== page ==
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Prawo w biznesie nowych technologii

Smart City in Poznań III Urban Development Forum and OASC Workshops

Get to know the smart city in Poznań! The 3rd Urban Development Forum is about to start. It will start this Wednesday, October 9, 2019 from workshops organized by Open & Agile Smart Cities. The special guest is Charles Montgomery – Canadian writer and urban planner, author of the bestselling “Happy City. How to change our lives by changing our cities”.

At our Forum, we will discuss this topic taking into account the opportunities and challenges for smart cities of the future in the era of rapid technological progress and changes in the natural environment, opening smart cities to social smart innovations and creating them together with users. The Forum’s axis is divided into three thematic blocks: Smart Inclusive City Actions, Open Smart City Actions and Energy Cleantech Smart City.

https://forumrozwojumiast.poznan.pl

About the Urban Development Forum – Organizers and speakers

Miasto to środek do celu, jakim jest pewien określony styl życia. Jako takie może być odzwierciedleniem tego, co w nas najlepsze, może być wszystkim, czym tylko zapragniemy.

Charles Montgomery

In smart cities of the future, the most important are residents. Considering their potential and including the local community in city planning is the easiest and cheapest way to create a better place for everyone.

Future cities must rethink user involvement. Cities are most vibrant when we mix the city and bring people together to collaborate rather than dispersing them.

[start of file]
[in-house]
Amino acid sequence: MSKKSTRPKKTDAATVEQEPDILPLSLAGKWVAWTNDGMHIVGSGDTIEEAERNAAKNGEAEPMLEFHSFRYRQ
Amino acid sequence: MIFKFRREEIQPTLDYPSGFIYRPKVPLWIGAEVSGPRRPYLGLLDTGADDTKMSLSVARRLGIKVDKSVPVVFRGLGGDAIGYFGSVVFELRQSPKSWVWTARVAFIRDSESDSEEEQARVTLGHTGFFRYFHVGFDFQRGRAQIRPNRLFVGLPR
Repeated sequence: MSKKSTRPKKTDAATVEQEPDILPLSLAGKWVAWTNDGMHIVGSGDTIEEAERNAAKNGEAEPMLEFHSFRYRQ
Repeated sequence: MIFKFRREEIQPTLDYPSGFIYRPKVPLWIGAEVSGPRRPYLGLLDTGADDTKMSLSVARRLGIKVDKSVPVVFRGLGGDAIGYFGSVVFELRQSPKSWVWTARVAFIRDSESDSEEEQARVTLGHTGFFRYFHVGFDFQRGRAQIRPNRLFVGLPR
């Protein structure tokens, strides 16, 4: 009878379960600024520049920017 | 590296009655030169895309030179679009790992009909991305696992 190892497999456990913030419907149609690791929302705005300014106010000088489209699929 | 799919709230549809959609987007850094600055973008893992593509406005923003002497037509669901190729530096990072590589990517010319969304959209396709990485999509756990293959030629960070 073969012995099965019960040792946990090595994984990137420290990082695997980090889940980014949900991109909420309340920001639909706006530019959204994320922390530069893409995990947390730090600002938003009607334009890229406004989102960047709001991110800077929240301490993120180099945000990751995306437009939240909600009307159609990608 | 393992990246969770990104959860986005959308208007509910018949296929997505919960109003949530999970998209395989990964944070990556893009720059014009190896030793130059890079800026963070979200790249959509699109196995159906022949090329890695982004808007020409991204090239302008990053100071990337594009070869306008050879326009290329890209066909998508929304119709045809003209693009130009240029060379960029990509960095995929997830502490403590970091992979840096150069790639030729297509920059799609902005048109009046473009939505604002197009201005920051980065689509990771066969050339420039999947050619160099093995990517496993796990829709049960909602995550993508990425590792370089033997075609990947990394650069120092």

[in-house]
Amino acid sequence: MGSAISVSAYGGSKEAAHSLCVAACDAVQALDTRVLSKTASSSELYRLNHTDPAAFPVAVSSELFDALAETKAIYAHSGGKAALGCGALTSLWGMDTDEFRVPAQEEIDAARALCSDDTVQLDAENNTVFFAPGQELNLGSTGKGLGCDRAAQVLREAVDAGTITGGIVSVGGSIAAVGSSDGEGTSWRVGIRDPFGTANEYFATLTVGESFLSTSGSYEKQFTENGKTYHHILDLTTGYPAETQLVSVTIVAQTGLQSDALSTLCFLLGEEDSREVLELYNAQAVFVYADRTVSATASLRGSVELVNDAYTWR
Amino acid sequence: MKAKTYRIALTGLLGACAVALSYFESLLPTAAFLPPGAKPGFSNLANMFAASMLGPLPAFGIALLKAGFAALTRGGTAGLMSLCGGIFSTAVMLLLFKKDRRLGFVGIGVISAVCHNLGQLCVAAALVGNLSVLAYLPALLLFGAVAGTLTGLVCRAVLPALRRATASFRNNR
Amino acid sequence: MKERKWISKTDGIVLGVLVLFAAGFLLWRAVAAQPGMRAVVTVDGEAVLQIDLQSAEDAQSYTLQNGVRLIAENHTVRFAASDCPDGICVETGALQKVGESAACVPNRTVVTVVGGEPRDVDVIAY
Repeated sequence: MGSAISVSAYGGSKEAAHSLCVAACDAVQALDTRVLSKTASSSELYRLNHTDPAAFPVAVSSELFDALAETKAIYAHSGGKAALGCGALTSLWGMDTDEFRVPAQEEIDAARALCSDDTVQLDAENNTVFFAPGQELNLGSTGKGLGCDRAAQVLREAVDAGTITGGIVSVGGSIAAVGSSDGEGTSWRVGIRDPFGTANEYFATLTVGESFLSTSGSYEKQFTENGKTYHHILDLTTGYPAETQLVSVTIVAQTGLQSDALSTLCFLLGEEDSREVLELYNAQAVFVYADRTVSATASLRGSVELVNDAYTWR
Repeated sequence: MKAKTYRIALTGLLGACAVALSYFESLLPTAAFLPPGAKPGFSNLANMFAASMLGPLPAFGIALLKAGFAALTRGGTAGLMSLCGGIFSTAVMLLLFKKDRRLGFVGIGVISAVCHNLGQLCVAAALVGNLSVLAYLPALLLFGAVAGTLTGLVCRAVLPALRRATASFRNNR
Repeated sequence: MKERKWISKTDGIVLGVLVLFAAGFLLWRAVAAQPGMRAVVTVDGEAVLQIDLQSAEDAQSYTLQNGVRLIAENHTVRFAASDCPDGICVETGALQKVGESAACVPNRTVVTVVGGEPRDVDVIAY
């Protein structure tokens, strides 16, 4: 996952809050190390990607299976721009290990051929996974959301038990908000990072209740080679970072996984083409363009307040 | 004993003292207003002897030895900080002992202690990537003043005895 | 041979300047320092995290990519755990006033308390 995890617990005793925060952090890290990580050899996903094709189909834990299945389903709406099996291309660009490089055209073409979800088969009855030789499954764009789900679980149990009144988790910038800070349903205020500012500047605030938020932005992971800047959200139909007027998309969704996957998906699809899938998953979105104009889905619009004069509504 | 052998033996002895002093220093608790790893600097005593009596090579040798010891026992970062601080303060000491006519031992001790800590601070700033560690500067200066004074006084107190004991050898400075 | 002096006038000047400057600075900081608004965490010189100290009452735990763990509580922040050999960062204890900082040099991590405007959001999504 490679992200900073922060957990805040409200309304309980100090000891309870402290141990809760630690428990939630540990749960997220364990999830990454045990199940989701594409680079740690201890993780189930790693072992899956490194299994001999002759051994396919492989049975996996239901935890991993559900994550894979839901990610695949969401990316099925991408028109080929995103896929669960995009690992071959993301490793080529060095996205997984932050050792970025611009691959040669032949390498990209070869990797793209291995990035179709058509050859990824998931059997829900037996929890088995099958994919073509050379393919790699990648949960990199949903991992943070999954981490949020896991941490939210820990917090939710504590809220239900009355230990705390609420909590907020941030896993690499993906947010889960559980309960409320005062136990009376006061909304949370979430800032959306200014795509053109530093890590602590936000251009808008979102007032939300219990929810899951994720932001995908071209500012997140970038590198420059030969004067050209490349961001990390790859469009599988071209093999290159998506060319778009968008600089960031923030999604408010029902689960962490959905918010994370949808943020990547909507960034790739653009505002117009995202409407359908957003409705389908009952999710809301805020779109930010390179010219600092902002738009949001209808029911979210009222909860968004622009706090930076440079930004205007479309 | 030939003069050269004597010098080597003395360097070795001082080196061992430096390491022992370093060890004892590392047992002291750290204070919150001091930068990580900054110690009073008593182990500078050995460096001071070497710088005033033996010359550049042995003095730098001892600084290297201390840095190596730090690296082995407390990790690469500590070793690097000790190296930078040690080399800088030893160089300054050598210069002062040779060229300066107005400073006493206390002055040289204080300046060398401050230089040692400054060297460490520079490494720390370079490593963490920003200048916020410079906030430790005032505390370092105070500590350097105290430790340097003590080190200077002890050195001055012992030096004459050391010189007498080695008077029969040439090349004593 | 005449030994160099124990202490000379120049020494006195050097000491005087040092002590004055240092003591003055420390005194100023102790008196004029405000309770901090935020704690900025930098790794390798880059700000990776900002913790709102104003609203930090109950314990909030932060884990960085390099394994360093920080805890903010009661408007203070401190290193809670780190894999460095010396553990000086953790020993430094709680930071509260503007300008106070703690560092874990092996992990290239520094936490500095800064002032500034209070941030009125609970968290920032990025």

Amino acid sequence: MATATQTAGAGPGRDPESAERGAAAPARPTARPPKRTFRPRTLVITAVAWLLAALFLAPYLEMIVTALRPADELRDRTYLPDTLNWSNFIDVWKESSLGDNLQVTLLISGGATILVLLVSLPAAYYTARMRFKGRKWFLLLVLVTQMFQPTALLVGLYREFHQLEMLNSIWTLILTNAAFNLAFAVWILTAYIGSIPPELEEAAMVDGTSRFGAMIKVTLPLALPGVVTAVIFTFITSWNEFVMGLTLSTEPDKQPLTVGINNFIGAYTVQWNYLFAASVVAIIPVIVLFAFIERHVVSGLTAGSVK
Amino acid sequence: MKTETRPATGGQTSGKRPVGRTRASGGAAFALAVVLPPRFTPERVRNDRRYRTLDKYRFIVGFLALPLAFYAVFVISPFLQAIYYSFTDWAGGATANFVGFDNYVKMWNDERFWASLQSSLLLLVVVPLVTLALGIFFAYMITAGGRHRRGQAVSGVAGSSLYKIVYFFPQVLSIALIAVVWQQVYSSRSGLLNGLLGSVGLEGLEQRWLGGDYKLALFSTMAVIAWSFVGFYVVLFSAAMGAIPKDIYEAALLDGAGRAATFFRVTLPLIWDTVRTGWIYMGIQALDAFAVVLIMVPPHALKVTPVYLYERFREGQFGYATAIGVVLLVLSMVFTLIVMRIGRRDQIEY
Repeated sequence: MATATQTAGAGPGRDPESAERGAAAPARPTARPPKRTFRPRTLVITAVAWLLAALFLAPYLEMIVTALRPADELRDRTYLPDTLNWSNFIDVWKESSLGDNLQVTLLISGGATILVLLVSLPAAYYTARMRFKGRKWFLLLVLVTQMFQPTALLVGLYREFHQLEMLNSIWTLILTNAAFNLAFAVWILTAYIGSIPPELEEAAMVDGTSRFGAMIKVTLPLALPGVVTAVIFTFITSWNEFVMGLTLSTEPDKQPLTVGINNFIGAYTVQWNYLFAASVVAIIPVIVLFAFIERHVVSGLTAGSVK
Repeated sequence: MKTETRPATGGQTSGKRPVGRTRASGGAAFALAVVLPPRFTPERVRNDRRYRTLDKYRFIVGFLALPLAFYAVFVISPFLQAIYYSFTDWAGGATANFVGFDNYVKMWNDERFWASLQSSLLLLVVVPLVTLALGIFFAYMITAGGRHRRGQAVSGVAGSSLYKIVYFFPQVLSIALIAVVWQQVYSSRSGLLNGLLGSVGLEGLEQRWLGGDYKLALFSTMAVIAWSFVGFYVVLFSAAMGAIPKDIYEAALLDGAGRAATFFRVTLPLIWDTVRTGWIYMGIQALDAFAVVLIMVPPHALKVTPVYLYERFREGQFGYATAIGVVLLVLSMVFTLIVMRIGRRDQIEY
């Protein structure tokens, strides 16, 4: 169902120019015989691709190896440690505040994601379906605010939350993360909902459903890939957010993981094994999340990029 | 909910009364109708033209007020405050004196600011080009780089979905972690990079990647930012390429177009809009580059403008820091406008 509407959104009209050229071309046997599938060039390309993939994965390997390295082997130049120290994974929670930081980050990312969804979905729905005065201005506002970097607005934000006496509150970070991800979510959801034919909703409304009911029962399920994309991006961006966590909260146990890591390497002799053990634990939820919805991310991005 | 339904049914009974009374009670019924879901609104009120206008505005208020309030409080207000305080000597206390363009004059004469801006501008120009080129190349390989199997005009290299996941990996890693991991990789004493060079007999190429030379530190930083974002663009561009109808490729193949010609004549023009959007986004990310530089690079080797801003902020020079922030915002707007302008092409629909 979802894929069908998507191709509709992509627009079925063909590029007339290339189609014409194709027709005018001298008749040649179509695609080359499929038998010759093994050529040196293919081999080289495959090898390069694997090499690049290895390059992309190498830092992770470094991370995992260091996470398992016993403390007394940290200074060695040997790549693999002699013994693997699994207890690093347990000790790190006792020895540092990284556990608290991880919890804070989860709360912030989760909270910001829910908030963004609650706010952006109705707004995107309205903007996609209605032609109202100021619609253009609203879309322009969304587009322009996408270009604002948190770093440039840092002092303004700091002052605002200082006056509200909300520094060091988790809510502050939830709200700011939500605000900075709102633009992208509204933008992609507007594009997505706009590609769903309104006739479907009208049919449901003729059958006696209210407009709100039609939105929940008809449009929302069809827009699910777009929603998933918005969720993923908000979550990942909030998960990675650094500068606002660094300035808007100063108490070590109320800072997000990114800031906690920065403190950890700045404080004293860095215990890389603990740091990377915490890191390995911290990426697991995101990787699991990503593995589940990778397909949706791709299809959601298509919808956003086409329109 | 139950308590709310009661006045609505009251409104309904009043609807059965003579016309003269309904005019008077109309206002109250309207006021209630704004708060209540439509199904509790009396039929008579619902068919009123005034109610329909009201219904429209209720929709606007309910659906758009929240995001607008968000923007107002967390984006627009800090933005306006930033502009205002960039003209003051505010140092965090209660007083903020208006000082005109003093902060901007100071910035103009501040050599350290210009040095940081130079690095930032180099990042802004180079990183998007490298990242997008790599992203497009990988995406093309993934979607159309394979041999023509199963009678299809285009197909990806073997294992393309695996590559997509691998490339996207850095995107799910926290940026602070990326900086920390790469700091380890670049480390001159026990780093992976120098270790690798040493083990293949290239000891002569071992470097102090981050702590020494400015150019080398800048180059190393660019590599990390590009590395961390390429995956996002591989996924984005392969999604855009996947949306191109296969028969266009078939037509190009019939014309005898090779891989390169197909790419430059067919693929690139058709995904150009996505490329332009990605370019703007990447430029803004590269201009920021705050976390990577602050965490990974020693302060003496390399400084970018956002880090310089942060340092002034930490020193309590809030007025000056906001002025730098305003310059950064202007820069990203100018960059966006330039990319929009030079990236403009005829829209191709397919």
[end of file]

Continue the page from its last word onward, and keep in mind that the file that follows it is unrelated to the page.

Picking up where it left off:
Helle Søholt – Co-founder and CEO of Gehl Architecs

In smart cities of the future, the most important are residents. Considering their potential and including the local community in the city planning process is the easiest and cheapest way to create a better place for everyone.

Cities of the future should not put technology first. Only technology is being warned by more and more experts before directing the development of smart cities, indicating that it cannot be an end in itself in solving contemporary urban problems. However, this does not mean rejecting the possibility of beneficial changes in the city’s functioning, guaranteed by modern technological solutions. However, even the most advanced technology is just a tool, not a goal to improve the quality of life for residents. Continuous social dialogue, openness and listening to the opinions of city users is the best guarantee that the city makes the best use of modern technologies to become an increasingly friendly and intelligent city of the future.

Debate “Smart city. Technology at the service of resourceful communities”

The title understanding of a smart city is not at all obvious. It is rather a postulate of urban planners, architects or social researchers, such as Richard Sennett, Reinier de Graaf, Saskia Sassen or Adam Greenfield (to mention just the best known ones), who are anxiously watching the most widespread understanding of smart cities – where technology seems to be an end in itself, and the consequences of fetishisation of its effectiveness in solving the problems of modern cities remain too rarely recognised.

The critics of the technophilic approach to smart cities point to the risks associated with, among others:

  • the progress of privatisation of public services;
  • the dysfunctionality of designed solutions over a short period (the effect of a simplified model of a city and social problems underlying these solutions);
  • increased supervision and lack of control over the multitude of data collected about residents by sensors scattered throughout the city; the client’s attitude replacing citizens’ civic ideas (which poses a threat to democracy already at risk);
  • lowering the level of social competence and weakening ties; delegating responsibility for creating new utopias to corporations.